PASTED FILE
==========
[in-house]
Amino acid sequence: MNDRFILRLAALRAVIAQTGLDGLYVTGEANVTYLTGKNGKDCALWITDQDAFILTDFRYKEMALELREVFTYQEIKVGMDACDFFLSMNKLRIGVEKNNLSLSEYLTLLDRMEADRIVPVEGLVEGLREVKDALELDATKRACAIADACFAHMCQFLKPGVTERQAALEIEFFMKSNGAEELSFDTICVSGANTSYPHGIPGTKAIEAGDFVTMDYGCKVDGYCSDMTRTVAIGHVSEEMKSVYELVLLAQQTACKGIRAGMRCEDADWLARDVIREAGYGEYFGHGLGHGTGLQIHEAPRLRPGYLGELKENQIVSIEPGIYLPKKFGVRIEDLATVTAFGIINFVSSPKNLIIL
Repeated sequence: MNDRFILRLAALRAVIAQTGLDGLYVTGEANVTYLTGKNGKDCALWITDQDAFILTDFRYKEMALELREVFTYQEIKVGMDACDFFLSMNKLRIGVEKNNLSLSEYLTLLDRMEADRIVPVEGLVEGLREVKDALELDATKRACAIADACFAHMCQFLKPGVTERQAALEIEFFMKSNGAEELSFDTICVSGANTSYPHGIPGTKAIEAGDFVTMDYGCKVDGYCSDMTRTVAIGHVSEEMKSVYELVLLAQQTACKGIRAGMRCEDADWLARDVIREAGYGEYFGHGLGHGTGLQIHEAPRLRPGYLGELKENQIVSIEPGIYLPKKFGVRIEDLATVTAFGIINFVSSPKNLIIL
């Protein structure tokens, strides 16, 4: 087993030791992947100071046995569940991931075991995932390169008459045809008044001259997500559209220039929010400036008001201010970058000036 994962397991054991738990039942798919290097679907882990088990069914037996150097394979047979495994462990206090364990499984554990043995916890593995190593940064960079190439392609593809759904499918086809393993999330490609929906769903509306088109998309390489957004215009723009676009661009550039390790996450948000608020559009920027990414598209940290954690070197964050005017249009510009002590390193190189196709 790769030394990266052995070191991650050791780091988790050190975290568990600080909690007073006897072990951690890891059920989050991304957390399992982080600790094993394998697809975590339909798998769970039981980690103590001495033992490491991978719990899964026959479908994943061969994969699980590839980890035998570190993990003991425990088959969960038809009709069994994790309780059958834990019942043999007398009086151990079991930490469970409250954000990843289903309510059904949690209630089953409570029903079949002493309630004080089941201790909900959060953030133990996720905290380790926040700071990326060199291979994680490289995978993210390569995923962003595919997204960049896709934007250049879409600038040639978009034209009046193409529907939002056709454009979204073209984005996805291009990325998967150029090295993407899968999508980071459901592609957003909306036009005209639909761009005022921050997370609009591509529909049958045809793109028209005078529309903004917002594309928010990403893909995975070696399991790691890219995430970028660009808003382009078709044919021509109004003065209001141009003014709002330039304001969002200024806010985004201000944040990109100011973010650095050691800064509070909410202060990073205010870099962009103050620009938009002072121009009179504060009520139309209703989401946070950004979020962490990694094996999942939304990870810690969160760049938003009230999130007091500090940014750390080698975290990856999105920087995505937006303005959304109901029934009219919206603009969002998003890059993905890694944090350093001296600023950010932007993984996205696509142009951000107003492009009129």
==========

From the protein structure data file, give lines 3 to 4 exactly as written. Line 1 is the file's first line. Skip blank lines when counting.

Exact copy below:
Repeated sequence: MNDRFILRLAALRAVIAQTGLDGLYVTGEANVTYLTGKNGKDCALWITDQDAFILTDFRYKEMALELREVFTYQEIKVGMDACDFFLSMNKLRIGVEKNNLSLSEYLTLLDRMEADRIVPVEGLVEGLREVKDALELDATKRACAIADACFAHMCQFLKPGVTERQAALEIEFFMKSNGAEELSFDTICVSGANTSYPHGIPGTKAIEAGDFVTMDYGCKVDGYCSDMTRTVAIGHVSEEMKSVYELVLLAQQTACKGIRAGMRCEDADWLARDVIREAGYGEYFGHGLGHGTGLQIHEAPRLRPGYLGELKENQIVSIEPGIYLPKKFGVRIEDLATVTAFGIINFVSSPKNLIIL
């Protein structure tokens, strides 16, 4: 087993030791992947100071046995569940991931075991995932390169008459045809008044001259997500559209220039929010400036008001201010970058000036 994962397991054991738990039942798919290097679907882990088990069914037996150097394979047979495994462990206090364990499984554990043995916890593995190593940064960079190439392609593809759904499918086809393993999330490609929906769903509306088109998309390489957004215009723009676009661009550039390790996450948000608020559009920027990414598209940290954690070197964050005017249009510009002590390193190189196709 790769030394990266052995070191991650050791780091988790050190975290568990600080909690007073006897072990951690890891059920989050991304957390399992982080600790094993394998697809975590339909798998769970039981980690103590001495033992490491991978719990899964026959479908994943061969994969699980590839980890035998570190993990003991425990088959969960038809009709069994994790309780059958834990019942043999007398009086151990079991930490469970409250954000990843289903309510059904949690209630089953409570029903079949002493309630004080089941201790909900959060953030133990996720905290380790926040700071990326060199291979994680490289995978993210390569995923962003595919997204960049896709934007250049879409600038040639978009034209009046193409529907939002056709454009979204073209984005996805291009990325998967150029090295993407899968999508980071459901592609957003909306036009005209639909761009005022921050997370609009591509529909049958045809793109028209005078529309903004917002594309928010990403893909995975070696399991790691890219995430970028660009808003382009078709044919021509109004003065209001141009003014709002330039304001969002200024806010985004201000944040990109100011973010650095050691800064509070909410202060990073205010870099962009103050620009938009002072121009009179504060009520139309209703989401946070950004979020962490990694094996999942939304990870810690969160760049938003009230999130007091500090940014750390080698975290990856999105920087995505937006303005959304109901029934009219919206603009969002998003890059993905890694944090350093001296600023950010932007993984996205696509142009951000107003492009009129």